Among tributes paid to George Best, who died Friday, there have been a few comments about how Britain's first iconoclastic footballer brought about his own downfall.
Best succumbed in a London hospital aged 59, three years after a liver transplant which offered hope he might beat the alcoholism that had brought him to the nadir. The most prestigious doctors in England warned him never to booze again. Their advice was expensive; he failed to heed it.
Amid tributes ranging from the prime minister to his Manchester United teammates, plus Pele, Eusebio and the world of soccer, none are so poignant as a generation of fans my age and slightly older who were dazzled at Best's artistry on the field and envious of his playboy lifestyle off it. Comments from India to Indiana posted on his memorial Web site tell of worldwide affection for the cheeky boy discovered kicking a tennis ball around Belfast's back streets who caused a talent scout to wire his boss, "I have found a genius."
They used to say Liverpool had The Beatles but Manchester had Georgie Best. Portuguese fans dubbed Best "El Beatle" after he scored key goals in two classic victories in the mid-1960s over Benfica, previously regarded as the top team in Europe.
With his tousled black hair and drop-dead looks, all the girls fell for him, all the moms wanted to mother him, and all the guys wanted to be him. His team is hated around the world for its arrogance, its check-book and its boorish fans. Yet Best transcended club affiliations. Diehard supporters of rival teams could not help admiring the magic he conjured up. He dribbled through opposition defenses, the ball tied to his bootlaces. The hardest tacklers did their business. Up he jumped, then beat them with speed and guile.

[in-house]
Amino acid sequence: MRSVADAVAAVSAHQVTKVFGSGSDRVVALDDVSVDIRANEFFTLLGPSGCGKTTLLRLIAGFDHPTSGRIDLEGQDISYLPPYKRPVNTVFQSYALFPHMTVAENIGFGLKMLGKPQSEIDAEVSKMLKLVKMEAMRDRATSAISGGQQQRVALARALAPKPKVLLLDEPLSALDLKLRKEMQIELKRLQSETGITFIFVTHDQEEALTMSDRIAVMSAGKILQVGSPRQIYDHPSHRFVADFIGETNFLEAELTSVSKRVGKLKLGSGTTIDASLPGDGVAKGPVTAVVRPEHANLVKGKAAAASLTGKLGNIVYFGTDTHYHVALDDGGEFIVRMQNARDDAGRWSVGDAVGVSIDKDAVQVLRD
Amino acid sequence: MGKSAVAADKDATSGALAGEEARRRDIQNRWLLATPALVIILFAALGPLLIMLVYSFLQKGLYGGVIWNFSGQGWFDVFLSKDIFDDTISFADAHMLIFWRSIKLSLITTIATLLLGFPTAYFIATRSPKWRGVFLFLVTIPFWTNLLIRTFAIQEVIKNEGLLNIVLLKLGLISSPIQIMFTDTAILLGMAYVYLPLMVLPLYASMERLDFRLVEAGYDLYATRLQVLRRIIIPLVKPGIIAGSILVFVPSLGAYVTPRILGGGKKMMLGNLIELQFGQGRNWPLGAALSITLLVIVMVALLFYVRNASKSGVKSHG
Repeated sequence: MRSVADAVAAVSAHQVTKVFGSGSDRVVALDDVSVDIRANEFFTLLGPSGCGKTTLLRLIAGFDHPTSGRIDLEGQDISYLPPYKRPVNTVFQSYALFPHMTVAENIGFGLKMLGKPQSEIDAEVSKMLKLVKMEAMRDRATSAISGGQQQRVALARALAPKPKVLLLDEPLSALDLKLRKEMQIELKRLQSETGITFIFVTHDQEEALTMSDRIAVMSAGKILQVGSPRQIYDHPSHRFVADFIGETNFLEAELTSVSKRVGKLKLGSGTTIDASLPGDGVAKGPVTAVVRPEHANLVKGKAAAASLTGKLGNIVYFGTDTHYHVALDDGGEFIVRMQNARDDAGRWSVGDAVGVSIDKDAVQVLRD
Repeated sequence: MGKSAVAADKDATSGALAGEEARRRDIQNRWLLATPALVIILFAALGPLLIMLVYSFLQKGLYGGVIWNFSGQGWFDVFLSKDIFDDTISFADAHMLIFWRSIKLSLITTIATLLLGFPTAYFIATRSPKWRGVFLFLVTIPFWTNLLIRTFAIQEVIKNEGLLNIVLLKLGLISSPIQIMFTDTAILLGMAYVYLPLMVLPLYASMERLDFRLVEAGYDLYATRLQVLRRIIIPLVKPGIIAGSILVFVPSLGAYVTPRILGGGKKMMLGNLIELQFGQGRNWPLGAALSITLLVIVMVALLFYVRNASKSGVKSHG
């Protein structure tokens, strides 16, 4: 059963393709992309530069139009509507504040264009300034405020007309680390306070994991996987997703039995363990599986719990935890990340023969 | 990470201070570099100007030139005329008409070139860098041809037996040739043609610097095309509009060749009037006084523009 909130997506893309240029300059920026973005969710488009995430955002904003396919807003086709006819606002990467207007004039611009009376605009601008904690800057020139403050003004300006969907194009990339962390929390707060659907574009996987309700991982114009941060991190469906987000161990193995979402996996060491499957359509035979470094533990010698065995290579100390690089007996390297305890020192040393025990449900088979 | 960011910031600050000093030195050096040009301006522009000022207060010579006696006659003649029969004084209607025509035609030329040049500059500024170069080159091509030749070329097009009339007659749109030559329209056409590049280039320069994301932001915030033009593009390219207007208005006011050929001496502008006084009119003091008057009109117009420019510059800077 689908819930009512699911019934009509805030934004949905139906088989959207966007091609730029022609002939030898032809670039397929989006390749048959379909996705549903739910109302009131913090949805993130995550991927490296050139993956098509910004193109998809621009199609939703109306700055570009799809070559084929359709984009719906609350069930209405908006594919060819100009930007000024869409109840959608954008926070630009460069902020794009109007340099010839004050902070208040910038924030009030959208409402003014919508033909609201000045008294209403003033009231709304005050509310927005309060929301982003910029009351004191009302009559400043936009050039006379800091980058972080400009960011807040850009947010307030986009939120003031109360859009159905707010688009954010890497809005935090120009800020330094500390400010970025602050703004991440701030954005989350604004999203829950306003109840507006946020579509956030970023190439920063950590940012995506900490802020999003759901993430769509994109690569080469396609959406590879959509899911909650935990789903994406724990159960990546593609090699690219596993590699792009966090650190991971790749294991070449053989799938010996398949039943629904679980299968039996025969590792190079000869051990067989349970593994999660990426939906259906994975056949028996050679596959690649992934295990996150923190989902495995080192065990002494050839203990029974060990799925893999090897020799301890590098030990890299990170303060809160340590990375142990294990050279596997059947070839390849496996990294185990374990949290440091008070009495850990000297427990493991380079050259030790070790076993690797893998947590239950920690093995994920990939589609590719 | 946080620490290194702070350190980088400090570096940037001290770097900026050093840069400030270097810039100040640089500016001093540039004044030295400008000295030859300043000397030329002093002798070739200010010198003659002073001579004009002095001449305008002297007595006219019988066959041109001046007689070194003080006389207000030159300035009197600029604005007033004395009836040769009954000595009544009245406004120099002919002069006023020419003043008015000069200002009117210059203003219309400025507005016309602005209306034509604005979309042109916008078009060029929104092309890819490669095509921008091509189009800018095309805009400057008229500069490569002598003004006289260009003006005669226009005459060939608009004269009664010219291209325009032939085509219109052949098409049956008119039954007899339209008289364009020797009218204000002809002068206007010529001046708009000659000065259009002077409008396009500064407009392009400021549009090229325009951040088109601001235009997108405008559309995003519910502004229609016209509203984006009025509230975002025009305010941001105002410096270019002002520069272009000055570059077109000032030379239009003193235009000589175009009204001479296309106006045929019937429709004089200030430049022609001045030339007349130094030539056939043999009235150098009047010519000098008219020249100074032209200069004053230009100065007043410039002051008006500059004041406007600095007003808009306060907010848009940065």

Off the field, excesses caught up with him. Drunken nights and hung-over mornings led to his departure from top-level soccer.
The story is told of a room-service waiter who arrived at Best's hotel suite to find him lounging on a bed containing 25,000 pounds in gambling winnings and a scantily clad Miss World. As the waiter uncorked the vintage champagne, he asked, "Where did it all go wrong, Mr. Best?"
My personal memory is from February 1970 when Manchester United played a lower-division team in the FA Cup and Best beat the single game scoring record. There was no live soccer on TV then, so families gathered at 4:40 p.m. and gawked at a BBC teleprinter as it churned out results in random order with no fanfare or embellishment.
Came the unforgettable notation: "Northampton Town 2, Manchester United 8 (Best six, yes SIX)."
In England, the schoolboy euphemism for a spanking is "six of the best." The next morning, every newspaper headline played a variation on the theme: "By George! Six of the best."
Those hapless Northampton players, now grandfathers, still are trotted out for interviews. Roy Fairfax, the defender assigned to guard Best, once said: "The closest I got to him was when we shook hands at the end of the game."
For the record, Best scored 180 goals in his 465 appearances for Manchester United, which spanned 12 years. He dabbled with lesser clubs in Britain before joining the North American Soccer League where he played for the Los Angeles Aztecs, Fort Lauderdale Strikers and San Jose Earthquakes, retiring in 1983.
Before Saturday's British professional games they tried to hold a minute's silence. Instead, most fans applauded then broke into a chant that rang around stadia from London to Scotland. "There is only one Georgie Best!"
The tributes did not follow the rules; that would have made George smile.
Patrick Webb is managing editor of The Daily Astorian